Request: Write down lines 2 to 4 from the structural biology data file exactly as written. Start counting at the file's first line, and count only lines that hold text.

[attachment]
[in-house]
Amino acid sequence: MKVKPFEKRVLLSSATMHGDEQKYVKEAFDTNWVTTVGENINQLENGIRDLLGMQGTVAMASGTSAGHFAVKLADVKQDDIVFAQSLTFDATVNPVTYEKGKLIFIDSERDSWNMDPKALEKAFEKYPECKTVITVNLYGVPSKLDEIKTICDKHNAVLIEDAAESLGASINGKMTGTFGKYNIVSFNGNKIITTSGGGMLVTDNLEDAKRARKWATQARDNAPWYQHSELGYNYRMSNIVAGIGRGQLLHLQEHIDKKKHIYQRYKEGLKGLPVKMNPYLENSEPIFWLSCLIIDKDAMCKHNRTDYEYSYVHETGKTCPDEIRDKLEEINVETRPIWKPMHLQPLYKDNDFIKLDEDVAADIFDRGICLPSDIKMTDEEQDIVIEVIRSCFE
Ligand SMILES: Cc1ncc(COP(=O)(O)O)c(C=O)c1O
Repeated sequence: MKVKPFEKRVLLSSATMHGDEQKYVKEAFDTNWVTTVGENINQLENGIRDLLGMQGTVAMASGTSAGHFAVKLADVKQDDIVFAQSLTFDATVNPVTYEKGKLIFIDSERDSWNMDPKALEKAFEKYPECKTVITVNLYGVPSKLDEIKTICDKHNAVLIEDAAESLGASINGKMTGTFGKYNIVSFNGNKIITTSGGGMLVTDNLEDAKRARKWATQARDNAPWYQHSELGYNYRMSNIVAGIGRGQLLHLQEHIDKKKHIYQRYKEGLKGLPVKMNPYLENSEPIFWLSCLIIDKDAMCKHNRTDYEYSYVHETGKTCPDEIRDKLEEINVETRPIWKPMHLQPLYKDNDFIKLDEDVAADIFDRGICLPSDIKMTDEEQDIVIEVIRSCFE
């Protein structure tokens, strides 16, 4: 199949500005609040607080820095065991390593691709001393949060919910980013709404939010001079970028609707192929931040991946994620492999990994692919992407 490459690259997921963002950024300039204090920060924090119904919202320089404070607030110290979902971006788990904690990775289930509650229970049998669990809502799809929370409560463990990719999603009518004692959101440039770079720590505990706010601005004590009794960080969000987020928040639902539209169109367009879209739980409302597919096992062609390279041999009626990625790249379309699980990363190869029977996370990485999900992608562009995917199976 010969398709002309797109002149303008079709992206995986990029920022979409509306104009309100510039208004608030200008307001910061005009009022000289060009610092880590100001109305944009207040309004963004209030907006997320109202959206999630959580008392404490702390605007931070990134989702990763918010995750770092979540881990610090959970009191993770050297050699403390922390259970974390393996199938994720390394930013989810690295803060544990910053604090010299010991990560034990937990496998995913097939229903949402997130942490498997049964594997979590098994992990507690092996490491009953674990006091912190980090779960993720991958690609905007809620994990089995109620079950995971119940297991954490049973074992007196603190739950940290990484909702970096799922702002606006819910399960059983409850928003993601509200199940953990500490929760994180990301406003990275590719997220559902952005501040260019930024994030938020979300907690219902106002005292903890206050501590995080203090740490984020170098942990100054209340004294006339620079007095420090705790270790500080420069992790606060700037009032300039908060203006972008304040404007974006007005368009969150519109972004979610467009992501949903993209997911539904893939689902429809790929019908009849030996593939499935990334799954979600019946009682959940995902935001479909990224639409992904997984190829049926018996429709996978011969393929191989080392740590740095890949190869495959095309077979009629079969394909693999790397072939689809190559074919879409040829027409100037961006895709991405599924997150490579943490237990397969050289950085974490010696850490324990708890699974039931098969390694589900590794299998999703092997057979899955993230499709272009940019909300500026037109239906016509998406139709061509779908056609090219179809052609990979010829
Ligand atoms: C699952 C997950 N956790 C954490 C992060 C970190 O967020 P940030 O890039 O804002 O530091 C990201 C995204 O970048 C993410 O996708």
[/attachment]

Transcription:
Amino acid sequence: MKVKPFEKRVLLSSATMHGDEQKYVKEAFDTNWVTTVGENINQLENGIRDLLGMQGTVAMASGTSAGHFAVKLADVKQDDIVFAQSLTFDATVNPVTYEKGKLIFIDSERDSWNMDPKALEKAFEKYPECKTVITVNLYGVPSKLDEIKTICDKHNAVLIEDAAESLGASINGKMTGTFGKYNIVSFNGNKIITTSGGGMLVTDNLEDAKRARKWATQARDNAPWYQHSELGYNYRMSNIVAGIGRGQLLHLQEHIDKKKHIYQRYKEGLKGLPVKMNPYLENSEPIFWLSCLIIDKDAMCKHNRTDYEYSYVHETGKTCPDEIRDKLEEINVETRPIWKPMHLQPLYKDNDFIKLDEDVAADIFDRGICLPSDIKMTDEEQDIVIEVIRSCFE
Ligand SMILES: Cc1ncc(COP(=O)(O)O)c(C=O)c1O
Repeated sequence: MKVKPFEKRVLLSSATMHGDEQKYVKEAFDTNWVTTVGENINQLENGIRDLLGMQGTVAMASGTSAGHFAVKLADVKQDDIVFAQSLTFDATVNPVTYEKGKLIFIDSERDSWNMDPKALEKAFEKYPECKTVITVNLYGVPSKLDEIKTICDKHNAVLIEDAAESLGASINGKMTGTFGKYNIVSFNGNKIITTSGGGMLVTDNLEDAKRARKWATQARDNAPWYQHSELGYNYRMSNIVAGIGRGQLLHLQEHIDKKKHIYQRYKEGLKGLPVKMNPYLENSEPIFWLSCLIIDKDAMCKHNRTDYEYSYVHETGKTCPDEIRDKLEEINVETRPIWKPMHLQPLYKDNDFIKLDEDVAADIFDRGICLPSDIKMTDEEQDIVIEVIRSCFE